Tip: Tackle one task each day (not your whole to-do list of phone calls, errands, and chores). Then build up to adding more tasks when you feel up to it.
7. Count Your Blessings
The school where I worked during David’s ordeal was a wonderful place. Even amid the brutal suffering going on at home, my little people would brighten my heart and make me smile – every single day.
We started each class with “Eyeballs…and Smiles” (my call-sign to get their attention) and “Good Things” – when we each would tell something good that happened to us since the last time we met.
Sometimes, it came down to seeing a pretty sunrise or having a warm breakfast, but for those few minutes, we celebrated all good things. Thanks to my little people and all their good things and smiles, my heart grew bigger during the most difficult time of my life.
As a child, I used to counter negative thoughts with positive ones. I don’t know when or why I started doing that, but it always seemed to help pull me out the mire of negativity and stress.
Changing the way I viewed a situation always helped me cope with it and overcome it. That re-framing (or finding the “silver lining”) is one trait of resilience (Wu, 2013, 6).
Tip: Every situation has an upside. Find it. Think on the good things that may come of even a dark situation instead of the painful parts of life. Create a “Gift List” of the positives about yourself and in your life.
8. Give Yourself Room and Time
I am excellent at finding a way to blame myself for just about anything. Even amid the traumas in my life, I found a way to beat myself up. Some days were so overwhelming and sad that I simply sat on the floor and cried.
I felt guilty for feeling tired of waking up to tend to one of our Great Danes as he suffered from his bone cancer and leg amputation. I felt guilty for selling our family home. Everything hurt. I craved relief and release.
It is normal to experience a wide range of feelings when facing adversity and suffering. We are only human. Allow yourself room and time to feel what you feel – when you feel it.
Anger, sadness, frustration are acceptable responses. Let yourself feel them. However, do not churn on them or let them consume you or define you. Feel them – then let them go.
Tip: Let yourself be human. Take a mental health day (or two). Get out of the house – walk, exercise. Eat well. Ask yourself, “What would I tell someone else in my situation?” Then tell yourself that very thing. Be kind to yourself.
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9. Ask Yourself What Makes You Happy
Resilient people use positive emotions to rebound from, and find positive meaning in, stressful encounters (Tugade and Fredrickson, 2004, 1). Usually, in the middle of stressful situations or adversity, my happiness is not the first thing that comes to my mind.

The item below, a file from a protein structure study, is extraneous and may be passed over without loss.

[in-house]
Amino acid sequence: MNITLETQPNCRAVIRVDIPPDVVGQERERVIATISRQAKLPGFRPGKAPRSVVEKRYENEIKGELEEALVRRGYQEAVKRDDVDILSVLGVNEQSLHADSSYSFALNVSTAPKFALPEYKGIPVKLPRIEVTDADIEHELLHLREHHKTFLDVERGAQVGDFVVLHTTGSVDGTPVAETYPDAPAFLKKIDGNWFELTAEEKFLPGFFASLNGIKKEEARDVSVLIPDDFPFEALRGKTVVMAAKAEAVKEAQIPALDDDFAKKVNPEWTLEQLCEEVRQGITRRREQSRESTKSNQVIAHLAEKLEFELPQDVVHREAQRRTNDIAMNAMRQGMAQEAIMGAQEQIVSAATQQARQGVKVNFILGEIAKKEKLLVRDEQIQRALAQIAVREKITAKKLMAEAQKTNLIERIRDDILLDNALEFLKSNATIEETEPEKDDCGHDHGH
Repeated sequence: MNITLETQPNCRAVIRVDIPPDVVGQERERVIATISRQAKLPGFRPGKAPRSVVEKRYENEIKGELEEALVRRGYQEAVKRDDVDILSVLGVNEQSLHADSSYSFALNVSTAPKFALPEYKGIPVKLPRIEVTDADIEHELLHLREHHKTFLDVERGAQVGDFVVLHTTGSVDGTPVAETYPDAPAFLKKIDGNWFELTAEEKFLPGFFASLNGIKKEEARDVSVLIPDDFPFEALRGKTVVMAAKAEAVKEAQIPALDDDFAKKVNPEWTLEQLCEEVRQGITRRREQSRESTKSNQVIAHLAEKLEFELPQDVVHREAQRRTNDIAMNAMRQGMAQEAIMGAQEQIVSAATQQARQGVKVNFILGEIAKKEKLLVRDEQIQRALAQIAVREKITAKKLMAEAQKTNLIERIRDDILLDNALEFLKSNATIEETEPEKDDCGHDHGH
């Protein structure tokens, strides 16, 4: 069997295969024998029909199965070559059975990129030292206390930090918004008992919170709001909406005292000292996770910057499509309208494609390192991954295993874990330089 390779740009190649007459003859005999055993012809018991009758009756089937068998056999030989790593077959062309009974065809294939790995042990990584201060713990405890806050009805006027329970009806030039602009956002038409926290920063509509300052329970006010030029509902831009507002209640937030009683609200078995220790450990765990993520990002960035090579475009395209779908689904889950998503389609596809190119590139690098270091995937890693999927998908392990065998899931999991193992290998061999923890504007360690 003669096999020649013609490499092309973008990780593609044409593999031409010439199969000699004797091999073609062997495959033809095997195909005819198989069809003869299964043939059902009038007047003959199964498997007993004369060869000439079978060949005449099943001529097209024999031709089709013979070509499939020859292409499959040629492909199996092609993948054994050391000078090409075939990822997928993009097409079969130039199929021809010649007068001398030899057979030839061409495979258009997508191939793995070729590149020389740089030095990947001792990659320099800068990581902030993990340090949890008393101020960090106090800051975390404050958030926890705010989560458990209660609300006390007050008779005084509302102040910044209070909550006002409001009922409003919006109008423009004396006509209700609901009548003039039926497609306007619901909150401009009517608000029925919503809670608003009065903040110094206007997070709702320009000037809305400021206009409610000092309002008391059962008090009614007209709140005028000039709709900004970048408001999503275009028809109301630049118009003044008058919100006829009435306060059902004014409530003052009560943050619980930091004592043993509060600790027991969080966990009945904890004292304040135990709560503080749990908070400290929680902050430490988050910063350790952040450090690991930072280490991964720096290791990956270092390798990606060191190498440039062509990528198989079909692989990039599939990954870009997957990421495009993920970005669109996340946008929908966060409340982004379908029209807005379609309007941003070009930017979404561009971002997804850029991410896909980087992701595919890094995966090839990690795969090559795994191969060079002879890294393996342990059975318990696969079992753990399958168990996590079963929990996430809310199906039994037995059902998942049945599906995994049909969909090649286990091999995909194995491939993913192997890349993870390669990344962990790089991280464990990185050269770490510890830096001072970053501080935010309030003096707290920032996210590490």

Yet it is only when I ask myself what makes me happy that I discover what I need to cope with the stressful moments. It helps me isolate stress and remind myself that good things are still happening around – and to – me. Only then can I adapt and make a positive change.
Finding humor in difficult times seems equally unrealistic. Yet it extends a lifeline for pulling oneself out of the potential mire. Time and again we see evidence that humor is a form of “active coping” which contributes to resilience and to attracting social support (Wu, 2013, 7). I know it works.
Despite being bald and in menopause at 42, I realized that it is acceptable to laugh in spite of (never at) even a situation as difficult as cancer. I even hung a Tiki Bar sign on my chemo pole. It had little “open” and “closed” tabs which I would flip to “closed” when I took a nap. It even drew smiles and chuckles from other patients.
Tip: Ask yourself, “What makes me smile? What lights my fire?” Laugh and smile every day. Find the humor. It is a lifeline. Latch onto it.
10. Surrender Control
Hearing things like “It’s cancer” quickly makes one realize how little we humans actually control in this world. I found it oddly liberating when I heard the words. I was relieved. I finally knew what I was facing, and I was ready to get to work.
Life’s adversities have taught me that acceptance is not an admission of failure. It is a mark of resilience. Only when we accept what we are given to face can we truly deal with it.
Repeatedly denying it, fighting the facts, or anticipating a particular outcome only prolongs the suffering. When we accept, we become still – if even for a moment. Then we can roll with whatever comes – and adapt, overcome and grow beyond it.
Tip: Accept that you cannot control what happens to you or around you. All you can control is your response to it. Decide to be better and to rise above a negative response to your current setback(s).
Life throws us many curves – sometimes fast, furious and all at once; some as a trickle. We all get a turn at bat. It is difficult to resist the temptation to throw up our hands, scream, “Why me?!” and give up.
Simply accepting the curve balls for what they are is the first step toward stripping power away from the adversity. Developing empathy and thinking about what you would do in other people’s shoes develops your own awareness and resilience. Start thinking about how you would react if… – and grow from there.
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 Campbell, P. (2015). 5 ways to bounce back from any setback. Psychology Today (Feb 3, 2015). https://www.psychologytoday.com/blog/imperfect-spirituality/201502/5-ways-bounce-back-any-setback
 Eckert, F. (2017). How self-regulation can help young people overcome setbacks. Frontiers Blog (June 1, 2017). Frontiers Communications in Psychology. https://blog.frontiersin.org/2017/06/01/frontiers-in-psychology-how-self-regulation-can-help-young-people-overcome-setbacks/
 Mitchell, Margaret. (1973). Gone with the Wind. New York: Avon Books (p. 708).
 Tugade, M.M., Fredrickson, B.L. (2004). Resilient individuals use positive emotions to bounce back from negative emotional experiences. Journal of Personality and Social Psychology, 86(2), 320-333. J Pers Soc Psychol. 2004 Feb; 86(2): 320–333. doi: 10.1037/0022-35126.96.36.1990
 Wu, G., Feder, A., Cohen, H., Kim, J.J., Calderon, S., Charney, D.S., Mathe, A.A. (2013). Understanding resilience. Frontiers in Behavioral Neuroscience 7(10), February 15, 2013. https://www.ncbi.nlm.nih.gov/pmc/articles/PMC3573269/